Paradise (Selected Poems 1980-2003)

by Arthur Mortensen

Frederick Turner, <i> Paradise, Selected Poems 1990-2003</i>Frederick Turner, Texas poet of British birth, has produced four epics (The Return, Genesis, The New World, The Ballad of the Good Cowboy), eight collections, including Hadean Eclogues, The Garden, Paradise and, with Zsuzsanna Ozsváth, the translation Foamy Sky: Major Poems of Miklos Radnóti. His essay collections—Natural Classicism; Tempest, Flute and Oz; Rebirth of Value: Essays on Literature and Science; Shakespeare and the Nature of Time—are chapters in a life’s work toward reunification of the arts and sciences. His dramatic works include Prayers of Dallas and the satire Height. The list doesn’t fit our contemporary view of the poet. Nowadays, if we believe the propaganda, a poet writes about no subject but himself. When the conflation of advertising with ideology dominates critical discussion, it is difficult to confront the work of a poet like Frederick Turner. Where is the mad genius we are instructed to expect? Where is the revelation of the poetic self, of Turner’s unique creativity?

The trouble with propaganda is that it denies any but negative comparisons with the past, as in advertising. A product must be seen as absolutely unique, a concept useful in marketing novelty, without which economic systems couldn’t promise full employment, and in the modernist revolt, for similar reasons. But this makes seeing Turner’s work all the more difficult, for a review of poetry over centuries does not reveal novelty of expression to mark generation after generation. Instead, individual poets have employed relatively universal means to examine the particulars of their time: events and personalities, ideas, hope, faith, science—traditional means with contemporary content. Take, for example, Turner’s “Spring Storm and Pear Trees”:

And the pear trees have blossomed in appalling bulges
Like white skulls of stars, like bomb-bursts,
Like ghastly balloons rising everywhere over the land.
It’s shocking, they’re the craniums of the risen dead….

With its five strong accents per line, the poem employs prosody familiar to Shakespeare or Frost, but can’t be understood without knowing what science, but few poets, know: generation is violent and creative. Capitalism works through creative destruction, but so do nature and human beings. Turner pursues this in “Wheat Field,” a lamentation for human destructiveness, where he reverses direction by observing that human beings destroy one garden to make another:

…Young families will set up their housekeeping
In raw bright rooms that after a few years
Will be the secret nests of children sleeping;

In “Engineers” Turner takes this to a transparent conclusion:

…they make the world, no less than God;
The land we shape our souls in was their shaping,
Their rationality there’s no escaping:
We are the piston, they the piston-rod.

They are God’s dactyls then, his finger-bones,
And we should honor them….

Imagine Blake reading those lines. In Blake’s early industrial age, engineers were violent interlopers, turning the earth inside out, wrecking a pastoral world: “They clothed me in the clothes of death,/and taught me to sing the notes of woe….” (“The Chimney Sweep”)

It’s not the eighteenth century anymore, and Turner, taking the turn the modernists missed, chooses classic means to illuminate a changed world. Modernist novelty, changing the surface, reflects no revolution, but suggests an unwillingness to confront the new with a common language. Turner has rejected this throughout his career.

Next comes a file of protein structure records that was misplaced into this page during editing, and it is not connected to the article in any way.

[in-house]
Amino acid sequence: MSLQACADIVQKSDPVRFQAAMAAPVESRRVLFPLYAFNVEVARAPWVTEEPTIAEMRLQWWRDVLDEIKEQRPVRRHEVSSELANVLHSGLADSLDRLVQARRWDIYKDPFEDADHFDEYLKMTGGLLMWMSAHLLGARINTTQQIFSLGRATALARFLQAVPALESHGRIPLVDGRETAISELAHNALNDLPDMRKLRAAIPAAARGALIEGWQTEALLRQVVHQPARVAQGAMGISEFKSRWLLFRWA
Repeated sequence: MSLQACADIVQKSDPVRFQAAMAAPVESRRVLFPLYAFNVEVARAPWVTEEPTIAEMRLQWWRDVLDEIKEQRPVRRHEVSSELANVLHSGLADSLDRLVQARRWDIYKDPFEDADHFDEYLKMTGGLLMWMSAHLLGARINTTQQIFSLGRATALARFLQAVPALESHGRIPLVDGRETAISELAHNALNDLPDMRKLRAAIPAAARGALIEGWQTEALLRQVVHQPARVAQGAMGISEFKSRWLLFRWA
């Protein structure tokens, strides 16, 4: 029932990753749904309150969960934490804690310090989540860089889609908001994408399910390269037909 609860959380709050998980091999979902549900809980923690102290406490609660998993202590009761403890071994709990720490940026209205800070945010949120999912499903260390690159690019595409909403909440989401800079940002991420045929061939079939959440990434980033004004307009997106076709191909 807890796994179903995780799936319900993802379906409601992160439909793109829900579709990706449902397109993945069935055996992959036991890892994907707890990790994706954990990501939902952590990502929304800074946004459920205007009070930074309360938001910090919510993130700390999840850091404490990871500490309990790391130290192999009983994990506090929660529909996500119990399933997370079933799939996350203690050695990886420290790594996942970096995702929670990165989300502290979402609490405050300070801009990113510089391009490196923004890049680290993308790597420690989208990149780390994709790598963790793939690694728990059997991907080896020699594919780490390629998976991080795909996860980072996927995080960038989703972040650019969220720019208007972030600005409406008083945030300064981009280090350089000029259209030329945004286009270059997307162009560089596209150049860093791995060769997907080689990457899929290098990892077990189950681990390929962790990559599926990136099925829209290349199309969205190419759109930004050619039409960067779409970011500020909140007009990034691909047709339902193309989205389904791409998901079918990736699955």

I watch the valley, laid out like a quilt
Under the cloud-dark ranges of Kauai,
The growing green, the fallow crimson silt,
The flooded fields the color of the sky;
It is all sunlit, as things well may be
Here, where all Edens lie beside their storms,
Where time has vitalized eternity
And process is the essence of its forms.

“The Enchanted Islands” observes a nature cultivated for centuries, nature as read by science, Shakespeare or English landscape designers. When we act with intelligent design in nature, we produce not only gardens but agriculture—whole landscapes. This guiding philosophy, introduced into Turner’s work by his broad reading of, and work in, the sciences, can’t be ignored. In a recent cross-country trip, the writer listed what was not cultivated. The list was short; cultivation is what humans do. The crops can be corn, architecture, wines, paintings, science, poems and symphonies. We stir the elements and compounds to “make it new,” as Auden observed in “Sext”:

Without those judicial mouths,
Which belong for the most part
to very great scoundrels,
How squalid existence would be….

Turner’s vision is of a future unbounded by the chaotic unpredictability of creation, managed by human intelligence and divine inspiration. However, as one would expect of a poet working out of tradition, it is extracted from our world and what we do, not from a private fantasy. In this, Turner is not a modernist at all, but an American version of Milton or Virgil, less in the length of poems than in their breadth. Consider this passage from “Brine: an Erythraean Journal”:

I’m going to a place that is an icon:
The Lion of Judah, that defeated Rome,
Was followed by the Torturer, the Jackal,
Who broke the hive and stole the honeycomb….
And there’s the plain where I must learn their music,
Littered with shattered tanks, the sands of God,
That was a battlefield as grim and grievous
As those of Bloody Kursk and Stalingrad….

The poet strives to do more than write about this, but to participate, a different tack than a Confessionalist visiting a psychotherapist. Turner’s major, fourteen-part poem acts as hymn of hope.

…The gardens had succumbed to waste and weed;
What expert European would succeed him?
What wise American would run the farm?